“Hockey is For Everyone.”
Hockey is for everyone.
The hope for this pursuit is that it permeates every level of the sport.
It’s a slogan, a movement, a mission. It’s a promise. It’s something to constantly strive for.
But there lies an undeniable necessity for another word as well, that is just as vital to this mission: if hockey is to truly be for everyone, it must be by everyone.
This recognition of community and strong belief in what people can achieve together is a core value of Marcella Coulson, Founder & President of Women’s Ball Hockey NYC. Though her leadership is a backbone of the WBHNYC organization, Coulson never ceases to point the spotlight outward, reminding each member of the community that the programming and access WBHNYC is able to provide is made possible by them.
“They are the ones making things happen. When every person sees the impact and difference they can make, that everyone is making, they're even more inspired to step up. We all are. ”
Coulson grew up over 400 miles north of the Big Apple in Burlington, Ontario, just outside of Toronto. Her love of ball hockey was born on the pavement of her parents driveway where she would shoot around with her neighbors. In 2016, she moved to New York City, bringing her passion for inclusive leadership and equity in sport with her.
She also brought her pure love of hockey.
And what did she find? Immense possibility to grow the women’s game.
The NYC ball hockey community was alive and within it was a diverse community of intelligent, supportive, and resourceful women who were passionate about the game. How many more women were there in this concrete jungle who’d simply never been given the chance to play or who didn’t know that there was a space for them in the game of hockey?
“I believe people can do anything if they have equitable access to the resources and support needed to succeed. Providing that access in hockey and breaking down barriers to participation is a big part of what we are trying to do,” Coulson shares. “I believe that in order to harness the full potential sports have to bring people together, we need to put in the work to ensure they are an inclusive space where everyone feels not only included and respected, but empowered to make things happen. Sometimes it’s not about waiting for the ball to come to you, but pushing forward and going after the ball and taking the shot. [We] need to ensure everyone has an equitable opportunity to do this – that’s the issue. It’s not like everyone has a fair shot to do this. Not yet. We need to keep listening and working towards making space for All women in the sport.”
Luckily, rather than being a “wait-around-until-it-feels-possible” type of woman, Coulson had a “we-are-going-to-make-this-possible” mindset. The group of women she’d met in New York City shared that same hunger.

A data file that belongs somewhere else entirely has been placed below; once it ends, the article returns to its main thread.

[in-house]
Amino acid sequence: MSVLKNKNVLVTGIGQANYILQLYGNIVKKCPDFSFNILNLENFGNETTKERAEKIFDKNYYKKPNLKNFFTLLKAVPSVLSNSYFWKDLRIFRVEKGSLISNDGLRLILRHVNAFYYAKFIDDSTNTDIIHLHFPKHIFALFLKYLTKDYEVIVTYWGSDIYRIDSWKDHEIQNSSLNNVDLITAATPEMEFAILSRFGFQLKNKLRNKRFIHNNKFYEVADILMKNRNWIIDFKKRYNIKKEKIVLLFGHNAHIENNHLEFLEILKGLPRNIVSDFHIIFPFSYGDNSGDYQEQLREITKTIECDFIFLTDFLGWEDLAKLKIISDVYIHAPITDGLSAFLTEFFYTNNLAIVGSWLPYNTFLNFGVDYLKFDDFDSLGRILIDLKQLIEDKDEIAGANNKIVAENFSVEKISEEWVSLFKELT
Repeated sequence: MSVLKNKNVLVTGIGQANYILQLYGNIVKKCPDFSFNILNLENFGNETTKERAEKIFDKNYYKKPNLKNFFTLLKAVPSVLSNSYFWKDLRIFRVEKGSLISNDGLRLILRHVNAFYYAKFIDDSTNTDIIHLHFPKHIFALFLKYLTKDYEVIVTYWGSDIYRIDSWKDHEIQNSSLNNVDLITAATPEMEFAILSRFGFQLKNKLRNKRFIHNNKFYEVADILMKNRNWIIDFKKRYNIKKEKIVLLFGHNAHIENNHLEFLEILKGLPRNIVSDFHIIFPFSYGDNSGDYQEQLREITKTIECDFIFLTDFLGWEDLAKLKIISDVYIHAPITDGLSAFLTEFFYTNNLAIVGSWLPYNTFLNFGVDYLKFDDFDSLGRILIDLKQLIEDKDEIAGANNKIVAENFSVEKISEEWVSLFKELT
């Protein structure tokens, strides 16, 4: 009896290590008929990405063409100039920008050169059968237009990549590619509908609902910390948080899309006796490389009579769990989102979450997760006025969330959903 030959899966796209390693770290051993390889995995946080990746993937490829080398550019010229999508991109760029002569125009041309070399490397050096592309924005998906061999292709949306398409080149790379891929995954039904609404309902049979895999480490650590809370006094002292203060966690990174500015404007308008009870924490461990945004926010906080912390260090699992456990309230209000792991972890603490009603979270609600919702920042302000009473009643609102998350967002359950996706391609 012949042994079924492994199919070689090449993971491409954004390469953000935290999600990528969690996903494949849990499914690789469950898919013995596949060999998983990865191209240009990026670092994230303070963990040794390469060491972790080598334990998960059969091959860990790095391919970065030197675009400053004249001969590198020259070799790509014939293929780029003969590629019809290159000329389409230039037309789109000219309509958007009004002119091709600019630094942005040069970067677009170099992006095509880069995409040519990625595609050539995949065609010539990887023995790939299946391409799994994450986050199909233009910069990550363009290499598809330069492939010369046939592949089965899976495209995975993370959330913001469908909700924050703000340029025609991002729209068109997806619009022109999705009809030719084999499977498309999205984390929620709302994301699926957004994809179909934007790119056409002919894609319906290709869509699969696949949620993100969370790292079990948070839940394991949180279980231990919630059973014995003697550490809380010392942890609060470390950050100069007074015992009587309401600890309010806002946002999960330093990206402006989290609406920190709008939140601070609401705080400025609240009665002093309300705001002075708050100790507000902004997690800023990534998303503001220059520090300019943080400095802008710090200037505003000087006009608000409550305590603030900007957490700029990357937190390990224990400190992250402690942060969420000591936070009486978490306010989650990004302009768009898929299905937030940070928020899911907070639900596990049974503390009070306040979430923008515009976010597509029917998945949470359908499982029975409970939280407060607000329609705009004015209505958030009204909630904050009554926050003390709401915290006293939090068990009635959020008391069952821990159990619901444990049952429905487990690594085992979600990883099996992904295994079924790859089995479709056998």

In 2018, the non-profit organization, Women’s Ball Hockey NYC, was born.
It was created for women who’d grown up playing the sport just as much as it was created for women who’d never considered the possibility. It was created for girls who’d dreamed of hockey but never been given the opportunity, and for girls who’d never heard hockey could be played in sneakers. It was created with the unifying mission statement:
“To strengthen the NYC ball hockey community by specifically empowering female players of all ages through opportunities that foster inclusiveness, allyship, and respect.”
WBHNYC was able to be formed for this community because it was founded by a group of women who saw an opportunity to expand the game of hockey.
Let’s jump forward half a decade and take a look.
WBHNYC has now held four Hock-away Women’s Ball Hockey tournaments for women in the NYC community and beyond.
The organization hosts skill clinics and scrimmages run and organized by female leaders and volunteers.
In the summer of 2022, WBHNYC organized the first ever women’s ball hockey league in the history of New York City. The inaugural season consisted of 3-teams, captained by Lauren Jones, Ryann Geldner/Charlotte McAuley, and Courtney Pensavalle.
While The Liberty Cup was lifted for the first time by The Black Widows, it was truly lifted by an entire community who came together to make the league possible.
November 2022 brought another huge moment for the organization when WBHNYC kicked off its youth programming with an all-girls “Learn to Play Street Hockey” clinic. The clinic was led by certified coach, decorated player, and women’s ball hockey leader, Cherie Stewart.
This implementation of youth programming continued in the new year as WBHNYC teamed up with John H. Finley School and USA Ball Hockey to provide its first youth series. The coaches in the series were WBHNYC volunteers and allies who dedicated their time to bring hockey to a group of kids, many of whom had never held a stick before. Ryann Geldner – teacher, coach, and valued member of the WBHNYC community – spearheaded this youth series, as her most recent endeavor as an unwavering advocate for youth hockey in New York City.
It is incredible to see how far Women’s Ball Hockey NYC has come, especially knowing that this is still only the tip of the iceberg.
But the true impact of WBHNYC and the growth of this community cannot be seen in event titles or lists. It’s something that is felt.
It’s felt when at the end of their first youth clinic a group of girls and boys alike gather in a circle, put their hands together and scream out “Hockey for fun!”